On 20 September 2019, we hosted a workshop with members from the community, government and non-government sectors on Engaging with Qualitative Data in Studies of Childhood, Education and Youth.
The workshop explored how collections of qualitative research data from studies in childhood and youth might be more effectively engaged by external parties and potential end-users. A key question was how policy groups, practitioners and other stakeholders might better engage with the outcomes of qualitative research, and how this data might be better curated and communicated to meet their needs.
The workshop showcased the SOCEY website and archive, and asked participants to provide feedback on the available data and how it could be best curated and presented. It included introductory presentations from the SOCEY team, followed with a broad discussion guided by the following questions:
- What are the challenges and opportunities you see in your organisation for drawing on qualitative research data on young people as part of your advocacy agendas?
- What type of qualitative data, and what type of qualitative studies, are likely to be of most value to you?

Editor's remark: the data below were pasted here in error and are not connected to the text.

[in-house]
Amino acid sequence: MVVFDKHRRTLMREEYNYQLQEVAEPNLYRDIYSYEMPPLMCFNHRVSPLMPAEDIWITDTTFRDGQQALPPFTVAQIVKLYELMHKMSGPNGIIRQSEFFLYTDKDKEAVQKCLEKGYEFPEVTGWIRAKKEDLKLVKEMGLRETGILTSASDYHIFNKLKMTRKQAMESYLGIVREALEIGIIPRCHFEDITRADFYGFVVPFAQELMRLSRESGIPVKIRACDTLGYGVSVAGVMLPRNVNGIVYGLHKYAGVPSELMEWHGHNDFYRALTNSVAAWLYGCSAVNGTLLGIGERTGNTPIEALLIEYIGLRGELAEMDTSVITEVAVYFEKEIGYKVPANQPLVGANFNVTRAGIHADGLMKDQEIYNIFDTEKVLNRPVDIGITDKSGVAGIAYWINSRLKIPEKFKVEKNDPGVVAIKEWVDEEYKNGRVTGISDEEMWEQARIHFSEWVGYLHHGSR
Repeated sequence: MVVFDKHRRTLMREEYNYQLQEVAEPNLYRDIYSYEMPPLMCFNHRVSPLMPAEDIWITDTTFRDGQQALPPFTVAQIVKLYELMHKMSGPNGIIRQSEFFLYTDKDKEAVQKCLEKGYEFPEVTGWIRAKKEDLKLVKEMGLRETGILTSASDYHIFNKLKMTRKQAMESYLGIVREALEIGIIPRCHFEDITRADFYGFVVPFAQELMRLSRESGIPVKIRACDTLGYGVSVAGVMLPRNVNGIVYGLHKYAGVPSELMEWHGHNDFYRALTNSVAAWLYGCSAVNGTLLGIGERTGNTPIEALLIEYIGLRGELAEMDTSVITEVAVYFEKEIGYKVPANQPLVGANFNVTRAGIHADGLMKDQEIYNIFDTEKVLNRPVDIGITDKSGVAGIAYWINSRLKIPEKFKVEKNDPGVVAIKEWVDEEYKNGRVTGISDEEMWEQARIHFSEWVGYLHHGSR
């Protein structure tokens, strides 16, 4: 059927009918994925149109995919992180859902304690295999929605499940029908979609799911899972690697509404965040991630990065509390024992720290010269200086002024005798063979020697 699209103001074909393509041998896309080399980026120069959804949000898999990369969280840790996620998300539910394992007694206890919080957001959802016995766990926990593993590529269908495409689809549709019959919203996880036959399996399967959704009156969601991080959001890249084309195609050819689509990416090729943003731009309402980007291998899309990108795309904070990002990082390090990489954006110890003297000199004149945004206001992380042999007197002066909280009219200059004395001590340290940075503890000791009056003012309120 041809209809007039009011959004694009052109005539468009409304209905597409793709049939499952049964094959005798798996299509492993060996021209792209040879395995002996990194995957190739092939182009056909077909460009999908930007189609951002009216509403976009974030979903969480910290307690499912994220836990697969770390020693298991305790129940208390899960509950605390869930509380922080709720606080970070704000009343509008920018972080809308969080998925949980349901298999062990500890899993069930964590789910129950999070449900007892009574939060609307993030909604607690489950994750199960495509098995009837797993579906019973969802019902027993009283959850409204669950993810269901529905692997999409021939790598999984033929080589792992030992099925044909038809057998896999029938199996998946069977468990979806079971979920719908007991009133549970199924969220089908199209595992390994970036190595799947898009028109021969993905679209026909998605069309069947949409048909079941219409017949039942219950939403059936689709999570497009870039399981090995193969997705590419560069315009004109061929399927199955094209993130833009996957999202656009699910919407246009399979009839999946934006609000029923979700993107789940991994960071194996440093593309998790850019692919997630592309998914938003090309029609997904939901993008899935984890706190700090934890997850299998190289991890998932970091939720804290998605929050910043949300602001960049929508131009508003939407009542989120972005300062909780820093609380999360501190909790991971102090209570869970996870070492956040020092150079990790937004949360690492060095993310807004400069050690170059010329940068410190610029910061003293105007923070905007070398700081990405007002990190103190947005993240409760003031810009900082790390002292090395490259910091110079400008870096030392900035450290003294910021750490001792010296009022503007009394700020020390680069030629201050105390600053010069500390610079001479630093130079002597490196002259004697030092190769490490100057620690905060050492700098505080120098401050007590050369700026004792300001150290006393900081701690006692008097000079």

- In what ways do you see qualitative data to be of use for the work of advocacy, priority setting and policy formulation?
- How might the SOCEY website and its collections of archived qualitative research data be engaged by your organisation?
- How could this content be best structured and curated to meet your needs?
The workshop was attended by colleagues from the university sector as well as 15 representatives from the following organisations:
- Commonwealth Department of Education and Training
- Victorian Department of Health & Human Services
- City of Darebin
- City of Moreland
- The Smith Family
- Save the Children
- Brotherhood of St Laurence
- Centre for Multicultural Youth
- Community Child Care
- Catholic Education Commission Victoria
- Independent Schools Victoria
- Inner Northern Local Learning and Employment Network
- Northern Schools Early Years Cluster
The discussions were very engaged and provided an excellent basis for developing our work in this area further. Overall, there was unanimous interest in and support for the SOCEY website and archive in principle, although participants raised concerns about the practical and ethical challenges this presented, including issues of anonymity, quality control and monitoring use. They pointed to the importance of making the data and findings accessible and easily searchable in the repository, and including important information around the geographic focus of the research and the scope and purpose of the data collected.
Drawing on this feedback, we will continue to develop the website and archive, and work to develop and extend cross sector collaborations and engagements.
The workshop was supported by funding from the Australian Research Data Commons and the Economic and Social Participation Research Initiative (ESPRIt) at the University of Melbourne. We are also grateful for the continuing support of the Australian Data Archive, SCIP and MGSE.